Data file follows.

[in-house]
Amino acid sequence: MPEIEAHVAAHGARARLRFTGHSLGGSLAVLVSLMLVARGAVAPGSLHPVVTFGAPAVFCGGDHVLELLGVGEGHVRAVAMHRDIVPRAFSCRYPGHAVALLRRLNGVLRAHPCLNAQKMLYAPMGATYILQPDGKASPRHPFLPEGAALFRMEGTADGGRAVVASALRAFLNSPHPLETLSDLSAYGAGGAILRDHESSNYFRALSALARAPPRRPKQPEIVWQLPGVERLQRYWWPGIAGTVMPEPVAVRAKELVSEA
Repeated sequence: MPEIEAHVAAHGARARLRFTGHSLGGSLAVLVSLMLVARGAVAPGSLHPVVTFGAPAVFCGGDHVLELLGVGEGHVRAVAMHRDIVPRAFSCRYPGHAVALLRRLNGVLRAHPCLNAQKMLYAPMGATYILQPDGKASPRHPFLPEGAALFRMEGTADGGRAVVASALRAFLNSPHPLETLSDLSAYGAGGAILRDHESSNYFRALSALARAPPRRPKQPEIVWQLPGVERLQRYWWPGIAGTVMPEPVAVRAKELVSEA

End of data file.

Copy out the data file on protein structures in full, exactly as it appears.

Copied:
[in-house]
Amino acid sequence: MPEIEAHVAAHGARARLRFTGHSLGGSLAVLVSLMLVARGAVAPGSLHPVVTFGAPAVFCGGDHVLELLGVGEGHVRAVAMHRDIVPRAFSCRYPGHAVALLRRLNGVLRAHPCLNAQKMLYAPMGATYILQPDGKASPRHPFLPEGAALFRMEGTADGGRAVVASALRAFLNSPHPLETLSDLSAYGAGGAILRDHESSNYFRALSALARAPPRRPKQPEIVWQLPGVERLQRYWWPGIAGTVMPEPVAVRAKELVSEA
Repeated sequence: MPEIEAHVAAHGARARLRFTGHSLGGSLAVLVSLMLVARGAVAPGSLHPVVTFGAPAVFCGGDHVLELLGVGEGHVRAVAMHRDIVPRAFSCRYPGHAVALLRRLNGVLRAHPCLNAQKMLYAPMGATYILQPDGKASPRHPFLPEGAALFRMEGTADGGRAVVASALRAFLNSPHPLETLSDLSAYGAGGAILRDHESSNYFRALSALARAPPRRPKQPEIVWQLPGVERLQRYWWPGIAGTVMPEPVAVRAKELVSEA